The travel industry was one of the most severely impacted by the COVID-19 pandemic. While travel makes a comeback amidst uncertainties around COVID, the industry is taking advantage of artificial intelligence (AI) to make travel planning easier and reaching the destination safer. The travel industry, like many other AI-driven industries, is making rapid progress by leveraging AI-powered tools and solutions available right now.
In a nutshell, AI is seen as a key enabler in making the overall travel experience smoother for travellers. It is also seen as a helping hand for travel companies to improve their business. From understanding travellers, predicting their behaviour, improving travel experience, to revenue management, AI is integral to the comeback of the travel industry.
AI is also being used for data analysis, calculations and problem solving. Here is a look at how AI is being applied in the travel industry right now.
Facial Recognition is considered as the pinnacle of AI advancement, but facial recognition as a technology has been around for nearly two decades. While it was never widely deployed in the travel industry, facial recognition systems and airport security scanning devices are slowly making their presence felt at big international airports and could even be preferred due to the shift in travel caused by the pandemic.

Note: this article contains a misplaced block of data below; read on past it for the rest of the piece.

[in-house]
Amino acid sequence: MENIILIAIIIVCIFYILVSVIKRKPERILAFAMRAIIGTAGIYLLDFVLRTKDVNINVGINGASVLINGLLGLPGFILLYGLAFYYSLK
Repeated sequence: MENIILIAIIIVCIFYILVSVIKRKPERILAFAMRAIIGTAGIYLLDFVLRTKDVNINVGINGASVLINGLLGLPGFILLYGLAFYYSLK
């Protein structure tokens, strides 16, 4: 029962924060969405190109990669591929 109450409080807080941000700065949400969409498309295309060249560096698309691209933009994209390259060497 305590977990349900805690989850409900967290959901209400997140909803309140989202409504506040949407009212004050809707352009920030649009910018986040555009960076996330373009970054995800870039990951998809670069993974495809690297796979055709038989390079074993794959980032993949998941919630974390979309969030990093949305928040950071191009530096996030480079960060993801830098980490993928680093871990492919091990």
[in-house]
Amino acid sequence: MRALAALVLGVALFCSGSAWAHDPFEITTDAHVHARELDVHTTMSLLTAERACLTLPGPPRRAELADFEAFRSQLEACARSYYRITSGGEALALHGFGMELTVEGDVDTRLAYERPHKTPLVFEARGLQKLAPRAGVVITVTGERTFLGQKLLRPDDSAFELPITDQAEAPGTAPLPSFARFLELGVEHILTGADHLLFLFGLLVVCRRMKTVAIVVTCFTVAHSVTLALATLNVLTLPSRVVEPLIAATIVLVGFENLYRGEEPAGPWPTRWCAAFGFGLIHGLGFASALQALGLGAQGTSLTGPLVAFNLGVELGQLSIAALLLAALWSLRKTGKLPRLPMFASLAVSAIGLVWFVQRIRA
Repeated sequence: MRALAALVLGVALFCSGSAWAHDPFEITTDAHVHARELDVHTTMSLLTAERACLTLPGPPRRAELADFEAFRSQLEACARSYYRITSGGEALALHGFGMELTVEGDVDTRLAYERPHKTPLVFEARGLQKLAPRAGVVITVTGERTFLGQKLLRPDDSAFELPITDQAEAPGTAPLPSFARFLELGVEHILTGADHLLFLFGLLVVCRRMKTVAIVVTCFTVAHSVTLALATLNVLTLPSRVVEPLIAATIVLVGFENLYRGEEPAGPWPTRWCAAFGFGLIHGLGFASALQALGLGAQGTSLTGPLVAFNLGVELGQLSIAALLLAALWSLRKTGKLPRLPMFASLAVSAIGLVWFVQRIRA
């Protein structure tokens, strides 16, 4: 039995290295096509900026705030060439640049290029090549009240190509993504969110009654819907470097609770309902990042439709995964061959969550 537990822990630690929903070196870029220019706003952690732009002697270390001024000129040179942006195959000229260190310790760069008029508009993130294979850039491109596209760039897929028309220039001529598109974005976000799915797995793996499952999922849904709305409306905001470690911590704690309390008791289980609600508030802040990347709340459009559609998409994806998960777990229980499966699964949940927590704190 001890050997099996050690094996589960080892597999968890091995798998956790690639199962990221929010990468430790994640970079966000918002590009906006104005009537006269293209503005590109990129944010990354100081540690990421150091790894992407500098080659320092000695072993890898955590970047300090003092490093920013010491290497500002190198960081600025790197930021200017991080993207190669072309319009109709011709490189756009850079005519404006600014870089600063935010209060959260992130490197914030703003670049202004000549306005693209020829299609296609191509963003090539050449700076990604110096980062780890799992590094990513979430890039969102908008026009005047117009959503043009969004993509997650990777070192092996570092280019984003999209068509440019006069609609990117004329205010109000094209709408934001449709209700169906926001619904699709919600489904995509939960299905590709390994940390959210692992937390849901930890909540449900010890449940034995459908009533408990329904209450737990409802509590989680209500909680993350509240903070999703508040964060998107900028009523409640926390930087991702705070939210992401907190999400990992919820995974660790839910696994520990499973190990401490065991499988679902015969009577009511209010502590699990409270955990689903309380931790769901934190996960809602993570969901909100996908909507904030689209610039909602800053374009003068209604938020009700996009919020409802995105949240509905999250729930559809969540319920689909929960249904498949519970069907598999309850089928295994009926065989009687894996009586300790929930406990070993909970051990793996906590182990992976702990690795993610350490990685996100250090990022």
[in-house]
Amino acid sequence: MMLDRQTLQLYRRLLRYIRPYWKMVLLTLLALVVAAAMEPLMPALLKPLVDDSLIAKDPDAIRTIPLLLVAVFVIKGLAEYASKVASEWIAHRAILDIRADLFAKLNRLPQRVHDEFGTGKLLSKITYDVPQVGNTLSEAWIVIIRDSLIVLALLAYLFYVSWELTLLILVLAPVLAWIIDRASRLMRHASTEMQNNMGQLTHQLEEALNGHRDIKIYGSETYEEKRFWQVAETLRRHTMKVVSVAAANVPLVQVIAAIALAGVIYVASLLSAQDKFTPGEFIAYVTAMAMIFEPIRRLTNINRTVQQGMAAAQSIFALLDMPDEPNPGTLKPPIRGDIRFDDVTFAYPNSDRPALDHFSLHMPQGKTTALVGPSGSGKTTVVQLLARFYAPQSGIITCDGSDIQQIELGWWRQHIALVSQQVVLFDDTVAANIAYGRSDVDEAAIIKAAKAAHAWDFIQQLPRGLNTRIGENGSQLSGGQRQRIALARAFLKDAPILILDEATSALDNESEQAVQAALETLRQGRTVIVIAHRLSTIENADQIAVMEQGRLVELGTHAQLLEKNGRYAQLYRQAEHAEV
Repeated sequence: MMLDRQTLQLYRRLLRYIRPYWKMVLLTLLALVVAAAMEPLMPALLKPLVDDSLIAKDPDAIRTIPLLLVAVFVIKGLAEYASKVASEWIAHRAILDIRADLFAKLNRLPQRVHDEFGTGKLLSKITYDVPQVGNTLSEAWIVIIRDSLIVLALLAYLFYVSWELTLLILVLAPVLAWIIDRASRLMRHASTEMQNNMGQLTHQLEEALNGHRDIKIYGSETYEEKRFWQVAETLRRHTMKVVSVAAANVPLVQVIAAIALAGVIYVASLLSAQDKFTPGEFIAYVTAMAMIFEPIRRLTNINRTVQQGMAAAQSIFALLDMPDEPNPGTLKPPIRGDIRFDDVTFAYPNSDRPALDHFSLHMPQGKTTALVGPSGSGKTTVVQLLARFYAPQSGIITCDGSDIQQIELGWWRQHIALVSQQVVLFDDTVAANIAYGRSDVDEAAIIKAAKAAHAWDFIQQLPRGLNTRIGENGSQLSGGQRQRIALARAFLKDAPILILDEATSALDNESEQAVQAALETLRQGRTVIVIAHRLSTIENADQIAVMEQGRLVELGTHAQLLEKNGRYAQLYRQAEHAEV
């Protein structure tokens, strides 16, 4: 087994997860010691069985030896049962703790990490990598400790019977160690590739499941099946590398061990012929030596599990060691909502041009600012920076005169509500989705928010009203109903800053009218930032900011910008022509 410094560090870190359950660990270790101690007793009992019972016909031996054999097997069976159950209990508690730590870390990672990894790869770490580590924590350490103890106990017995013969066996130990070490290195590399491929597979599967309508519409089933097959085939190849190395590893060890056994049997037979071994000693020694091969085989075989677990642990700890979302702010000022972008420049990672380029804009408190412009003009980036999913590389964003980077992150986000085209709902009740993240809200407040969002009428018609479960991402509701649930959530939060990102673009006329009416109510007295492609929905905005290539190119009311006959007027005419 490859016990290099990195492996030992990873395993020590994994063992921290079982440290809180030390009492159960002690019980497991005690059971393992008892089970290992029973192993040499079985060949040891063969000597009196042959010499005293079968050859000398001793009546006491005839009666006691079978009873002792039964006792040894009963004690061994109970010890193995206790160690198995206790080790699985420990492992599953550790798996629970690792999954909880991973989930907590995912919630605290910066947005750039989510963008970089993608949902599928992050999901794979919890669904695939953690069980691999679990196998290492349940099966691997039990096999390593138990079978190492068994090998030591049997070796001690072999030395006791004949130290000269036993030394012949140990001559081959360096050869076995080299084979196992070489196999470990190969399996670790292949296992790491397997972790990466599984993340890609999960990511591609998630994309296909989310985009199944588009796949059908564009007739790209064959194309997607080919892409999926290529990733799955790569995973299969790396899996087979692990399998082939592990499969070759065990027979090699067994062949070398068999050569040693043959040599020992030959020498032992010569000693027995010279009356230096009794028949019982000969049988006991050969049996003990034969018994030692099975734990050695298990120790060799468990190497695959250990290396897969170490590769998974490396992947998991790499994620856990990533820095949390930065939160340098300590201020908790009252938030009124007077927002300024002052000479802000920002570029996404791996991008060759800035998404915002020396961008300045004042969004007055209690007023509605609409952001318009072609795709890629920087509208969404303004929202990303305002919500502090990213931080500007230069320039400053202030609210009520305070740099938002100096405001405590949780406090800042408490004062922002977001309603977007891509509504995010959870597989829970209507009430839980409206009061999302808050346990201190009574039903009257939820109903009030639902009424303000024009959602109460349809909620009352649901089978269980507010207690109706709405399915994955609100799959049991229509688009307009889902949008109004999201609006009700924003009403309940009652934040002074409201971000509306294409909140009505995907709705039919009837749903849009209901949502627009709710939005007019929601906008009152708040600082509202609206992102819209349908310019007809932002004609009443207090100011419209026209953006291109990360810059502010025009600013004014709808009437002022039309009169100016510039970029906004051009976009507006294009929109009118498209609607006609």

These systems work by capturing a photo of yours when you enter the airport and then matching it against your boarding pass and travel documents associated with that boarding pass. During the first capture process, the image recognition systems use algorithms to create a mathematical representation of your face, allowing airlines to run algorithms on it. When passengers board the flight, another camera is used to match the identity. While there is a concern around user privacy here, the technology could become more prominent now.
Robots and automation to aid customer service
Robots are now increasingly replacing human agents in the travel industry. They can be seen in the customer services department to help travellers with things like finding their boarding gate. The Heathrow Airport in London has already employed such robots to guide passengers in terminals and UK-based inventory management company Vero Solutions expects robots to replace check-in processes by 2030.
With automation already driving many areas of airport operation, including passenger services to luggage manoeuvring and security, robots are set to replace customer agents at airports and concierges at hotels. In Virginia, Hilton McLean has deployed Connie, the robot powered by IBM’s Watson as concierge. These robots are able to replace human agents because of their ability to speak multiple languages, improve and evolve constantly.
AI assistants and chatbots
The days when you walked to a travel agency to book your travel plans are long behind us. This is mainly because of the advancement in data science. Travel agencies now increasingly use AI and intelligent chatbots to help travellers with their booking and accommodation. These AI agents are also able to help travellers with booking vehicles online.